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Understanding ARC And Travel Agent Bonds: Do You Need Both?

Air Mauritius

by Eric Halsey

As a travel agency owner, you most likely already know that you need to get bonded for your travel agency to operate. If you don’t get bonded and insured before you start operating, you could get into serious legal trouble. Plus, you need to renew your bond regularly to keep your agency in compliance.

But how do you know whether you need an ARC bond, a travel agent bond, or both? If you’re not sure, simply read on to find out.

What’s a Travel Agency Bond and Do I Need One?

A travel agency bond is designed to protect the customers of your agency. It works like this: you pay a percentage of the legally required bond amount to a bonding company and then, that company ensures the full amount is available in case a claim is made.

Claims, in this case, refer to when customers’ payments are not sent to the provider of travel services, or some similar legal violation of the terms of a contract. The bond amount is there to make sure the customer suffers no losses. Of course, you should do everything possible to avoid claims in the first place!

Note: You can think of a travel agency bond as legally mandated insurance for your customers.

Your next question is probably, “Do I need to get a travel agency bond?” This may be followed by, “How large does the bond need to be?” Both answers are going to depend on the state in which you’re legally based. There’s no federal requirement here, so we recommend you check the government requirements section of our travel agency bond guide to see if you need to get this type of bond.

How Are ARC Bonds Different?

Airline Reporting Corporation (ARC) bonds work the same way travel agency bonds do. They protect your customers in case their payments are not forwarded. The key differences lie in who is requiring them and what they cover.

ARC bonds are, unsurprisingly, required by the Airline Reporting Corporation to become an ARC accredited agency and use their electronic settlement services capability. They are a financial guarantee bond ensuring payment to airline carriers for airline travel services.

The required bond amount in the first year is $20,000. After two years, this amount is based on the volume of business produced and can range from $20,000 to $70,000 (don’t worry — again, you only pay a small percentage of the bond amount) depending on the size of your agency. That means when you’re starting out, you can expect a relatively low bonding cost to correspond with your smaller agency size.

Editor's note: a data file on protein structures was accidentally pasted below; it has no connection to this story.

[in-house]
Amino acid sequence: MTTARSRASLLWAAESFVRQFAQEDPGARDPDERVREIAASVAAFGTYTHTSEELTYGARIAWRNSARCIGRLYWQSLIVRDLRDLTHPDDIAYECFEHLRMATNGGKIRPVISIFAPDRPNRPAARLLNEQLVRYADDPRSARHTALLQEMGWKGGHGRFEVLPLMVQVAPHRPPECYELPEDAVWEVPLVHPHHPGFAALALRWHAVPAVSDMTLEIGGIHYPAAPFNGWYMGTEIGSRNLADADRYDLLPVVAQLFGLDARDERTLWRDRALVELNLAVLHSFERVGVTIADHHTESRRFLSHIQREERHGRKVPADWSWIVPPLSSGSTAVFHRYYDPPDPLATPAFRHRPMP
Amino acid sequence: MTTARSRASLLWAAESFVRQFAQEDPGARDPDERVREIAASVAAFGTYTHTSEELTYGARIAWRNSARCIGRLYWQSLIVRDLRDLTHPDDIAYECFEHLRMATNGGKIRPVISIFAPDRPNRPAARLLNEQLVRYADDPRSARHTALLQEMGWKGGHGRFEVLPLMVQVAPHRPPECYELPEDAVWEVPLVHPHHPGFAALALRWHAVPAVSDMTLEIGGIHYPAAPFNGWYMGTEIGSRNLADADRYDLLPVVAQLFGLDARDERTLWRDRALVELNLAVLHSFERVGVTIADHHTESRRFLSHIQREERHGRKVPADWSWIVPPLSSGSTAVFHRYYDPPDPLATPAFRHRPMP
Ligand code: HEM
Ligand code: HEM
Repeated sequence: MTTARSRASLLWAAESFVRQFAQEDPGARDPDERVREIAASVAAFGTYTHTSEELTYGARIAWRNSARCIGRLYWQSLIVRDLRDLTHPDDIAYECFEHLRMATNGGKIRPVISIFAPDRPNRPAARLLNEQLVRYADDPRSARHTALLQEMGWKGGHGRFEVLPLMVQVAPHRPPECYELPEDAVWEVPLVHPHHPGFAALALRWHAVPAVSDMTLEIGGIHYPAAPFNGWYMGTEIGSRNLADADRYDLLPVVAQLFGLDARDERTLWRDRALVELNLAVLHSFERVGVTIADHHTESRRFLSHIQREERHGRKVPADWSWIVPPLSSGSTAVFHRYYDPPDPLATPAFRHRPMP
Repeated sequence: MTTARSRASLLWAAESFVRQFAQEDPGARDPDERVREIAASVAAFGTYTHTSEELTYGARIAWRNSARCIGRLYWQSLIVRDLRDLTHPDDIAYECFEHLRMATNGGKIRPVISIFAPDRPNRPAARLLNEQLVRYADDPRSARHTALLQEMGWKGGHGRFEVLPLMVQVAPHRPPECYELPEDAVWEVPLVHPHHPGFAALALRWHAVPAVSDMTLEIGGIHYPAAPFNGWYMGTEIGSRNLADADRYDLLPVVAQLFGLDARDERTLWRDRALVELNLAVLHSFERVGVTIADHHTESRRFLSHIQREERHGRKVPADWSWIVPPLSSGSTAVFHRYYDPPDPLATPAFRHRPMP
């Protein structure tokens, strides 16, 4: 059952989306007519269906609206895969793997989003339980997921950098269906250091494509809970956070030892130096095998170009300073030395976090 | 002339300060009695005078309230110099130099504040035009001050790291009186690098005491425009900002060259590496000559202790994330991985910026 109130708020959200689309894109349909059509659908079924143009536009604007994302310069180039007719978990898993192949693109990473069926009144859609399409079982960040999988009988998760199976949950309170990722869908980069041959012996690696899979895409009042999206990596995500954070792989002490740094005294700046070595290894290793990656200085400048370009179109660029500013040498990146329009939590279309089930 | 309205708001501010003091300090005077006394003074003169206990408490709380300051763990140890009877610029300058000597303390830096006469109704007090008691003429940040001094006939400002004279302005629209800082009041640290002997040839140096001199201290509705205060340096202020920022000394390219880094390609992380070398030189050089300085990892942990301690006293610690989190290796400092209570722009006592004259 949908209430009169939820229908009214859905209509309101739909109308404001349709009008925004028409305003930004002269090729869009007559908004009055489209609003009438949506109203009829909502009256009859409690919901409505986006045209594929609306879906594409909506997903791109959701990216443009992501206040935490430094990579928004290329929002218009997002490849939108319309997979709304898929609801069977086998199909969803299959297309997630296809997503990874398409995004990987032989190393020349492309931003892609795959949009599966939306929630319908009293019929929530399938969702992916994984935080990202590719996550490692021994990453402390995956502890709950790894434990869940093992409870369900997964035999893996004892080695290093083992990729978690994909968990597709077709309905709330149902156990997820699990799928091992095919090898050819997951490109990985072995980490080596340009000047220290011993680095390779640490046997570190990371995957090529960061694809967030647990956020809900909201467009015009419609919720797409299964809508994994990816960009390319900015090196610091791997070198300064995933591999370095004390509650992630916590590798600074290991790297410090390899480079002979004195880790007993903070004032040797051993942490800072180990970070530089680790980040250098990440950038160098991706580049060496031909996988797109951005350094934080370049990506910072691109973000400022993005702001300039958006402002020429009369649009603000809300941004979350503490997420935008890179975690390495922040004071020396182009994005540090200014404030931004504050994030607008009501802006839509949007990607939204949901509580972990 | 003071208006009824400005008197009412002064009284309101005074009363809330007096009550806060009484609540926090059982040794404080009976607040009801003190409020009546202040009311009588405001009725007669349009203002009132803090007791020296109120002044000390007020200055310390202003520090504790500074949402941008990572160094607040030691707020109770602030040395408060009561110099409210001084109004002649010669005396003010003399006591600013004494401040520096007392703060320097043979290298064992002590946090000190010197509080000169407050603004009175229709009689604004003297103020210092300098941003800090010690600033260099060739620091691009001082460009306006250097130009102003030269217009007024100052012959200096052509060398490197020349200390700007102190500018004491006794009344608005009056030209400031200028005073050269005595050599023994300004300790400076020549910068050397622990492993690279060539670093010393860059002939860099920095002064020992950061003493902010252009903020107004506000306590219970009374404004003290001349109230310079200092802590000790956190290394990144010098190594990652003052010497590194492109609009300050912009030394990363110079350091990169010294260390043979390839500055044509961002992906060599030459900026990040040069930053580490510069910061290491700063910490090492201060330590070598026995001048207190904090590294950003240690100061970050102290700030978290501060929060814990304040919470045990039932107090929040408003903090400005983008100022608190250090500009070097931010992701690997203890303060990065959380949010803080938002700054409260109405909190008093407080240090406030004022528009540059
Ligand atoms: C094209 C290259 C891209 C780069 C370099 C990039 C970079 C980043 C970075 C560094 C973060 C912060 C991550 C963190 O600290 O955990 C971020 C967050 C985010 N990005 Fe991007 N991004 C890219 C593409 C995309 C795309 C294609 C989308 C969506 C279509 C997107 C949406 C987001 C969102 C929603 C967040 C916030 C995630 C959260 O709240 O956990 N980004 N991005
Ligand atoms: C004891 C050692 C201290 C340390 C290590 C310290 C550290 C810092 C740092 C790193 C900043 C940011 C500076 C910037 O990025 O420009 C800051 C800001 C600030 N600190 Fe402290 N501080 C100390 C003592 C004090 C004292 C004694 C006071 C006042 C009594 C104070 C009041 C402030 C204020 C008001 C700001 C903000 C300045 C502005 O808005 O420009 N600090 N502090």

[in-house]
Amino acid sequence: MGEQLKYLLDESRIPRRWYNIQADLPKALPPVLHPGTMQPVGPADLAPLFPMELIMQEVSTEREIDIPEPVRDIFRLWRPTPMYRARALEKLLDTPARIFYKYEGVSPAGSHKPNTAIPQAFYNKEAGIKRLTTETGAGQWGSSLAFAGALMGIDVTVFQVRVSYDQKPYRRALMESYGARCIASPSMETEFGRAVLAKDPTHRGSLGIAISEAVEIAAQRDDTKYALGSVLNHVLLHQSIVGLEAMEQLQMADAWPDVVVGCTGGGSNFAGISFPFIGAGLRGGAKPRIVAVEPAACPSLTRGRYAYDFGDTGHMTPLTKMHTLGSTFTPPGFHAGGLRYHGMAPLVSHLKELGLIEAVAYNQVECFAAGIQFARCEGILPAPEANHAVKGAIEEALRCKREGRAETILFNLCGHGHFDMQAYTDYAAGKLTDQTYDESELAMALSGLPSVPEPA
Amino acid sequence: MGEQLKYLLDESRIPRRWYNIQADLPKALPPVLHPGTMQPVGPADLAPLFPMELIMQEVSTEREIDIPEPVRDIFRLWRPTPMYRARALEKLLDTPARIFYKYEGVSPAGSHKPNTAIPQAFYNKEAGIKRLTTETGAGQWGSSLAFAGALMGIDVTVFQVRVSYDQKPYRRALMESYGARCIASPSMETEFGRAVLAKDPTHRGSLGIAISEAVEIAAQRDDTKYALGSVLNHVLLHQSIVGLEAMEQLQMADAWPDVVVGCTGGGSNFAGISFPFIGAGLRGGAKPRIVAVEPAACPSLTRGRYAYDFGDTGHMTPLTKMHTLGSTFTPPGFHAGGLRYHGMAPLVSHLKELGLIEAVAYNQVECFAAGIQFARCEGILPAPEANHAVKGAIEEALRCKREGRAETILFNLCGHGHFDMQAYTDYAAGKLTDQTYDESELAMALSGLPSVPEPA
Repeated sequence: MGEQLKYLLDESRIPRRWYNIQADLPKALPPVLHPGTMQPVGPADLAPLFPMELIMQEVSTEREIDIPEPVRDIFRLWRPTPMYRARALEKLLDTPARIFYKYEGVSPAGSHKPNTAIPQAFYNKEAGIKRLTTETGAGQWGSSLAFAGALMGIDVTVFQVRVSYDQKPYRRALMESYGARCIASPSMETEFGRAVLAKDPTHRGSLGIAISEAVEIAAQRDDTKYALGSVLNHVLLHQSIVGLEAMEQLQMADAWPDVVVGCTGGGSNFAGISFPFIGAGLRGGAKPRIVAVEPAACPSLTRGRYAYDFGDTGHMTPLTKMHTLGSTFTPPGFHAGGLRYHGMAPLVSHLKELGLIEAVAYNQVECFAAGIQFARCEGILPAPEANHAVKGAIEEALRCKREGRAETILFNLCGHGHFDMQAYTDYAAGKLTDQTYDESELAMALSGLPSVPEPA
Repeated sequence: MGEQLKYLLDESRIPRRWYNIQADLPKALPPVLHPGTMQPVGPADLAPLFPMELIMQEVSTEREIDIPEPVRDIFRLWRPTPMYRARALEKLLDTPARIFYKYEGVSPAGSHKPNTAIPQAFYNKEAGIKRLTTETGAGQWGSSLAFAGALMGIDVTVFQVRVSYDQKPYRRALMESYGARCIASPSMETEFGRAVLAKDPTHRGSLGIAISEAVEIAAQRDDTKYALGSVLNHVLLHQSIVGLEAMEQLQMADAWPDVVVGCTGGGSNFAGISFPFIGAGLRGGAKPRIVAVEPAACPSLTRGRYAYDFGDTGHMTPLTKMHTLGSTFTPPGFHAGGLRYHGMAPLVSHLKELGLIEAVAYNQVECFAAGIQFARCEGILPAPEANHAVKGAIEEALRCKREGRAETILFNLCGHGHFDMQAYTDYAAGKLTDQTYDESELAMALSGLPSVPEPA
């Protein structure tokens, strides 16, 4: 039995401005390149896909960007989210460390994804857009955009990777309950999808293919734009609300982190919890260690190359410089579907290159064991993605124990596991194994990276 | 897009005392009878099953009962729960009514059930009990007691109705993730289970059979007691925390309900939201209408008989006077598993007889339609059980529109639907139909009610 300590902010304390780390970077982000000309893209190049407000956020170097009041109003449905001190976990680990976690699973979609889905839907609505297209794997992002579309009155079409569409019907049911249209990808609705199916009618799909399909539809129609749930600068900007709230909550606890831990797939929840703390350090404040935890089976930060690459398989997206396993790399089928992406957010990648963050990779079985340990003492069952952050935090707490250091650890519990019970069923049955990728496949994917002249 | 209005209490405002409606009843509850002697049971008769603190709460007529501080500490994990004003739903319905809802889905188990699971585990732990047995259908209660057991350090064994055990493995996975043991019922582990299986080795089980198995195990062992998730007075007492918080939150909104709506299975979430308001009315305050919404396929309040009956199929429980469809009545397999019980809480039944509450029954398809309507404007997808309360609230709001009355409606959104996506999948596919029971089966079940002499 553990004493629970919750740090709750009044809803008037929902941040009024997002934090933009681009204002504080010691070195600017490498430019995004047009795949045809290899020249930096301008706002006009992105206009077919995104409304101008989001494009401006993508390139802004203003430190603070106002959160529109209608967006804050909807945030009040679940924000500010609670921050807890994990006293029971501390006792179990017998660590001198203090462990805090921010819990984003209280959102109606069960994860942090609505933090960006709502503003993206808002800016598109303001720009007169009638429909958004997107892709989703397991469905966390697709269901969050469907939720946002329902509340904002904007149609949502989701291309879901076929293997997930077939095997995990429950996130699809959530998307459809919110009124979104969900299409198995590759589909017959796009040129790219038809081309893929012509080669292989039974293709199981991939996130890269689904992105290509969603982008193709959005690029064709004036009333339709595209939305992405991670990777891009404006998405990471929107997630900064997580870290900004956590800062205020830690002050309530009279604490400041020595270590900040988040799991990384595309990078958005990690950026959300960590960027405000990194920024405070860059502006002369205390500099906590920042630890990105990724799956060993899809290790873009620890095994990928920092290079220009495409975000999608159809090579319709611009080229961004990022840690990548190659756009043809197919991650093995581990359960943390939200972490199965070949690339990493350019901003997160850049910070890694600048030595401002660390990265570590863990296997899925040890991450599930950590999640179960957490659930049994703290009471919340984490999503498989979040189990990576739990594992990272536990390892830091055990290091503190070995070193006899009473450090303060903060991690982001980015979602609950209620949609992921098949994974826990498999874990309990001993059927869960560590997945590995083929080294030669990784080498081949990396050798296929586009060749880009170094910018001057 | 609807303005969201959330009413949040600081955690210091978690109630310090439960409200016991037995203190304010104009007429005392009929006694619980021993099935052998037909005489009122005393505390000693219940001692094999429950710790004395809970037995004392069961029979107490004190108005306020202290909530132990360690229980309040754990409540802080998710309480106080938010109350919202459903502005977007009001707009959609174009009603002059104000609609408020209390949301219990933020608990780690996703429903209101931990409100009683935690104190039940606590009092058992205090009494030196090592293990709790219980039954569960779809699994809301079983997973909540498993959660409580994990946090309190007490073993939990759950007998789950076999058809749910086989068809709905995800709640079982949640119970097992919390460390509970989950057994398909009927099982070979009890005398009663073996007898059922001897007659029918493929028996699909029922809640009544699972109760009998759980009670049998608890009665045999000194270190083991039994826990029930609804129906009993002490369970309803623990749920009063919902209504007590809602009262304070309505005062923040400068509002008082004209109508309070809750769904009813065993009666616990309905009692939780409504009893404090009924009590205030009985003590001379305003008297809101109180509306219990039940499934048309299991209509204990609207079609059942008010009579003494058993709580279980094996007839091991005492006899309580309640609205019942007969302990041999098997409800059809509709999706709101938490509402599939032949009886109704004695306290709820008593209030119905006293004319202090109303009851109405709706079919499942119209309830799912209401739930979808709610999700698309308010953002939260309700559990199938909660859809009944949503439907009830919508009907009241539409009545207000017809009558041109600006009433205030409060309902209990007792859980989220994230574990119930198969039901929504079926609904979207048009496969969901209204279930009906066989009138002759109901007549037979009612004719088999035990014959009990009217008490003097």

Another important distinction is that having an ARC bond allows you to work with the ARC’s e-ticket system.

Do You Need Both?

It depends — you almost certainly need a travel agent bond, and there’s a decent likelihood you will also need an ARC bond based on the popularity of ARC’s services. What it all comes down to for both is being familiar with all of your legal and bonding requirements, keeping track of state law amendments, choosing the right bonding agency, and following all the rules. Take care of all that, and you’ll be in a great position to succeed as a travel agent.

Have you had any troubles or confusion getting bonded as a travel agent? We’d love to hear about your insights and experiences in the comments.

 

 

Eric Halsey is a historian by training and disposition who’s been interested in US small businesses since working at the House Committee on Small Business in 2006. Coming from a family with a history of working on industry policy, he has a particular interest in the Surety Bonding industry and loves sharing his knowledge for JW Surety Bonds.

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This is an article contributed to Young Upstarts and published or republished here with permission. All rights of this work belong to the authors named in the article above.

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